Which way is up?

We find ourselves in a period of flux – post Nenegate, post Downgrade announcements. Post Constitutional Court ruling and pre Municipal elections. Will he go or won’t he go? What does all this mean for your investments?

Many people were predicting a “Downgrade”. It is important to understand exactly what is meant by a downgrade and, while not underestimating the gravity of a downgrade, to keep the issue in perspective. There are three big credit rating agencies;
  • Moody’s,
  • Standard & Poor’s and
  • Fitch.

The issue at stake is their rating of South African government bonds. On Saturday, 7 May 2016 Moody’s sprang something of a surprise by announcing that they had retained their rating of South African government bonds at two levels above Junk Status. It had previously been widely anticipated that Moody’s would bring their rating down one level to be in line with Standard & Poor’s and Fitch. On Friday, 3 June 2016, Standard & Poor’s also announced that they were retaining the current rating. This was followed by Fitch announcing on Wednesday, 8 June 2016 that they would be also retaining their current rating.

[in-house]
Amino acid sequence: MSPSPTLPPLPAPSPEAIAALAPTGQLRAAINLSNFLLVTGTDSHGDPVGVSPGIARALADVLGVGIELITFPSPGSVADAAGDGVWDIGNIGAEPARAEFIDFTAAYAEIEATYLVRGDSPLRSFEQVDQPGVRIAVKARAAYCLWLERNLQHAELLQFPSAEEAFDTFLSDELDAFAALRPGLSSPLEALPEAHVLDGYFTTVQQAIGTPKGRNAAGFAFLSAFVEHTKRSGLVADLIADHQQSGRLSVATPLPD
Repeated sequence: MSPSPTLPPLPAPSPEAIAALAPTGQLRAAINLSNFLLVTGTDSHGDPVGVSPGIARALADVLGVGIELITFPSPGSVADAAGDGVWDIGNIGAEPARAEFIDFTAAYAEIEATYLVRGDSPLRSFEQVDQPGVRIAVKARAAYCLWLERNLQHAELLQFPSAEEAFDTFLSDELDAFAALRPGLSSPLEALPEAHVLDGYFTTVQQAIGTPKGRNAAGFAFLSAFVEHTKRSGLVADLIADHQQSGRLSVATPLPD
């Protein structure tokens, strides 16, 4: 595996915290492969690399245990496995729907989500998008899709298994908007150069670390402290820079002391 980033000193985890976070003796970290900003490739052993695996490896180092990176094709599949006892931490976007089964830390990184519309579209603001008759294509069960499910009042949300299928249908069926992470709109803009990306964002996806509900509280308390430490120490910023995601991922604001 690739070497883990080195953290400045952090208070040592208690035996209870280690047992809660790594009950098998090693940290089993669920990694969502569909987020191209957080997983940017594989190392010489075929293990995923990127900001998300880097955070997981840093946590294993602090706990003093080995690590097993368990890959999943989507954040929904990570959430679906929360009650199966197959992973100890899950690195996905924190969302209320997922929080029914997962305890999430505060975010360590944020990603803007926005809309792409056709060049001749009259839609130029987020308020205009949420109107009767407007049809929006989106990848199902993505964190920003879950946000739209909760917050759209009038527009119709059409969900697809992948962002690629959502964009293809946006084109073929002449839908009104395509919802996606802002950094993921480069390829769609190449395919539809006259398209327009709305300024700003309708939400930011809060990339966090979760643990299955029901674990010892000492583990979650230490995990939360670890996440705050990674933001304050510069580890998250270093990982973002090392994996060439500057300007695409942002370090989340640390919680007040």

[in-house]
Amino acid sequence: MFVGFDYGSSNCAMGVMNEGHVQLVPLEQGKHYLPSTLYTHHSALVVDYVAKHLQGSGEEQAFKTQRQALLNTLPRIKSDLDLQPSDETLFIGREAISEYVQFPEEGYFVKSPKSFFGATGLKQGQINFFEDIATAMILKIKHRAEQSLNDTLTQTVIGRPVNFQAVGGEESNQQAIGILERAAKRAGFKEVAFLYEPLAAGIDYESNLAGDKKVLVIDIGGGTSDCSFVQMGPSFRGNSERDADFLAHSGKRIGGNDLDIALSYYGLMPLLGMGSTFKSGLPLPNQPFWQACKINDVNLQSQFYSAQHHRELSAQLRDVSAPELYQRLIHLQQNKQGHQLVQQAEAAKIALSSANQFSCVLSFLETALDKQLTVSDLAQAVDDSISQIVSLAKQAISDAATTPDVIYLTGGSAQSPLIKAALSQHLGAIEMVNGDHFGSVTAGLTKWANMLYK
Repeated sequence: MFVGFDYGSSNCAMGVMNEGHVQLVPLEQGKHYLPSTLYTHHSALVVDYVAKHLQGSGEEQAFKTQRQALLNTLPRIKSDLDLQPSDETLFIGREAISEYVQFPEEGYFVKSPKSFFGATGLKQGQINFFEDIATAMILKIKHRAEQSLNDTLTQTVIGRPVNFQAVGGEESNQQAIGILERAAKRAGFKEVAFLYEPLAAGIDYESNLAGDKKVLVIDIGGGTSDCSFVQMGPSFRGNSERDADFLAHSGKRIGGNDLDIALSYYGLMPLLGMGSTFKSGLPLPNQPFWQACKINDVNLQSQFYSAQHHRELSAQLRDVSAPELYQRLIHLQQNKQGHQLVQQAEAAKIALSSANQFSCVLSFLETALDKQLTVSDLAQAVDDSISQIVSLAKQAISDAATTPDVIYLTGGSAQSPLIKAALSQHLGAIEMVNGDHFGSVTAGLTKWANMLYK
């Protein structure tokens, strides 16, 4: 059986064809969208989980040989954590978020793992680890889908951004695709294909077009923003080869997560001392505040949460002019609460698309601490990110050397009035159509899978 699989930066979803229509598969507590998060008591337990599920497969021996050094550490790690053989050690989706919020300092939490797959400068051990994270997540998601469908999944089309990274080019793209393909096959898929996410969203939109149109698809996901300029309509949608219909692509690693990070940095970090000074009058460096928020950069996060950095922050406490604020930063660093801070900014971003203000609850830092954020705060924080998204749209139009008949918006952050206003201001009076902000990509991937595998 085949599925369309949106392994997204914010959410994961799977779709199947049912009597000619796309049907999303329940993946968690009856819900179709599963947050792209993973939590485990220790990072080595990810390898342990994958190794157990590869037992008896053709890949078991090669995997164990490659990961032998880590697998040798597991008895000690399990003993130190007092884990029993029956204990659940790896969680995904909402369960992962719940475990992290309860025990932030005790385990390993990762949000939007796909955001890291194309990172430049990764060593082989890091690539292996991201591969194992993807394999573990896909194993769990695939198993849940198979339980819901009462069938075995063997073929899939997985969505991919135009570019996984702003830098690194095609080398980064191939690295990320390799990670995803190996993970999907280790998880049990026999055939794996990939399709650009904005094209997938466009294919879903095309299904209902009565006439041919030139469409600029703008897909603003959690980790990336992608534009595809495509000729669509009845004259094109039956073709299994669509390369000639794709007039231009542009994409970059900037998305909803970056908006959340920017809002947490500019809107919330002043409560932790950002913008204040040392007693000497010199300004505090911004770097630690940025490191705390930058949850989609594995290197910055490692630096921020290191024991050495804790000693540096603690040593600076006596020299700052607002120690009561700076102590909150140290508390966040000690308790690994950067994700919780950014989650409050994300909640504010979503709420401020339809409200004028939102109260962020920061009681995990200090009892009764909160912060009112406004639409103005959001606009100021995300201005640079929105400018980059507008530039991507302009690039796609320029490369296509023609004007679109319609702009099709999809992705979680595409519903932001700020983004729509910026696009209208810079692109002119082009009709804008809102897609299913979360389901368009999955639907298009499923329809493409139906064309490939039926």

We are still however in a relatively weak position as all three rating agencies have effectively given notice that unless the economic outlook for our country improves substantially, and economic policy indicates that there is political will to bring about change, they will downgrade our rating. This situation has given rise to the term, “six months to get on the right path”. What is interesting is that the media made a lot of fuss about the likelihood of a Moody’s downgrade but not nearly as much fuss when Moody’s announced their decision to retain their rating as is for the time being, and even less fuss when S&P announced their decision to retain our current rating. This is another lesson about focusing on the facts and not the “noise”. It is also important to consider the effect of a downgrade to Junk Status. Some large overseas Pension Funds are not permitted to invest in government bonds which are rated at “Junk” level. The implication therefore is that these Pension Funds would have to sell their South African government bonds resulting in a significant capital outflow from South Africa. Significant capital outflows in turn usually precipitate a fall in the Rand/Dollar Exchange Rate. So, a double blow to South Africa. It is also important to note that the rating downgrade applies to government bonds. It does not apply to equity investments or to private sector corporate bonds. While the significance of the capital outflows should not be underestimated, many overseas institutional “pension funds” have been reducing their exposure to South African government bonds and reallocating the money to private sector corporate bonds such as those issued by the big banks, big retailers and big industrial companies. South African fund managers have in turn also reduced their exposure to South African bonds in favour of corporate bonds. The anticipated downgrade once again highlights the necessity to make full use of the full 25% offshore exposure permissible and to be as diversified as possible. Our fund does indeed make full use of the permissible offshore limit. This exposure is divided between offshore shares and offshore property giving you not only an offshore exposure but a well-diversified one. The balance of our fund is also well-diversified between interest bearing investments, property and shares.